Notable for the black-and-white photograph Lunchtime Atop a Skyscraper (1932), American photographer Charles Clyde Ebbets was born in Gadsden, Alabama in 1905. The purchase of his camera, aged 8 (charged to his mothers account at the local pharmacy, no less!), sparked his lifelong love of the medium of photography, which was still a relatively new phenomenon at the time.
Ebbets started out as a still photographer in his 20s and then became involved with motion pictures - not behind the camera but in front of it! After a short stint as an actor, Ebbets became a professional thrill-seeker, becoming a pilot, automobile racer and wrestler, whilst simultaneously shooting pictures on a freelance basis. By the 1930s, gaining the recognition he truly deserved, Ebbets had works published in major newspapers across the US.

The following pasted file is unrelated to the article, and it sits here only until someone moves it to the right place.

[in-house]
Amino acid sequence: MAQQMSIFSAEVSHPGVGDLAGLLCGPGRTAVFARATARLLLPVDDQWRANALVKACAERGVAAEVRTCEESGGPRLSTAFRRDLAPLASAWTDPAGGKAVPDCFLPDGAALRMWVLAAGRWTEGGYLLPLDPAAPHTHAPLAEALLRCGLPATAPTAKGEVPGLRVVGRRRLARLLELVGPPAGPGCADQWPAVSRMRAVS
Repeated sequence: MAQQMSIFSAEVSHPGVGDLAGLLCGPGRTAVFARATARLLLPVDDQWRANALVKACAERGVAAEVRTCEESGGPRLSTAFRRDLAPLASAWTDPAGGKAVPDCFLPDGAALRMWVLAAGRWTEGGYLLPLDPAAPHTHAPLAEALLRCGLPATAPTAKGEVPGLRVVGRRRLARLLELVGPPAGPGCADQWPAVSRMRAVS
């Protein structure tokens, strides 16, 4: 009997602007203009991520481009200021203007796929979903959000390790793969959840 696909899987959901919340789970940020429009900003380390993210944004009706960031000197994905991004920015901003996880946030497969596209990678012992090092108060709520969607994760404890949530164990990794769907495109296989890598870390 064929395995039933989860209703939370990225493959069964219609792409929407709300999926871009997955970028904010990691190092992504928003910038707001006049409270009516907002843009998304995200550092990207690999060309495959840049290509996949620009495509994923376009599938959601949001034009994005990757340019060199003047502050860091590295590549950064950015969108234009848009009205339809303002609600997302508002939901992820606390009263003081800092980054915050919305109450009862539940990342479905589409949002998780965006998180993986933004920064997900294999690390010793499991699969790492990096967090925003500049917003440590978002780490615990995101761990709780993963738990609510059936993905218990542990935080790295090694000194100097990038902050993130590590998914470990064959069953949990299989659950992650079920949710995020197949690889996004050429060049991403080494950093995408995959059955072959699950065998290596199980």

Appointed as the photographic director for the Rockefeller Centre (built 1930-1933) in 1932, the young Ebbets captured the photograph of his career. Lunchtime Atop a Skyscraper sets a gravity-defying image of eleven men perched on a girder having lunch, feet dangling precariously, hundreds of feet above the busy New York streets. Initially appearing in the New York Herald Tribune, the photograph was taken on the 69th floor of the construction site!
A year later, Ebbets moved permanently to Florida, remaining there for the rest of his life. His familiarity with the Everglades led to a unique friendship with members of the Seminole Indian Tribe, and over time he became the first ever non-native American man ever allowed to witness and document their sacred Green Corn Dance rituals. Throughout the rest of his life, Charles C. Ebbets continued to photograph life in the South Florida region, up until his death in 1978.